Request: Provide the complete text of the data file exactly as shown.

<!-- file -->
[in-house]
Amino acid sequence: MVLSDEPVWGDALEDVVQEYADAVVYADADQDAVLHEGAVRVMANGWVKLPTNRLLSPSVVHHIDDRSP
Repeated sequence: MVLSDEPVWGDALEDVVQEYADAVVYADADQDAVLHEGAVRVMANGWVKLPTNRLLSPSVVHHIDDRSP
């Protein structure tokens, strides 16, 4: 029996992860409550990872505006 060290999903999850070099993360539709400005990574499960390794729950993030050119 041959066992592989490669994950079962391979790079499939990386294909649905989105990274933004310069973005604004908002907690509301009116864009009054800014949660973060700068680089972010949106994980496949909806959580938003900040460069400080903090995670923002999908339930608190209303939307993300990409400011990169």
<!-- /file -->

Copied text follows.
[in-house]
Amino acid sequence: MVLSDEPVWGDALEDVVQEYADAVVYADADQDAVLHEGAVRVMANGWVKLPTNRLLSPSVVHHIDDRSP
Repeated sequence: MVLSDEPVWGDALEDVVQEYADAVVYADADQDAVLHEGAVRVMANGWVKLPTNRLLSPSVVHHIDDRSP
């Protein structure tokens, strides 16, 4: 029996992860409550990872505006 060290999903999850070099993360539709400005990574499960390794729950993030050119 041959066992592989490669994950079962391979790079499939990386294909649905989105990274933004310069973005604004908002907690509301009116864009009054800014949660973060700068680089972010949106994980496949909806959580938003900040460069400080903090995670923002999908339930608190209303939307993300990409400011990169």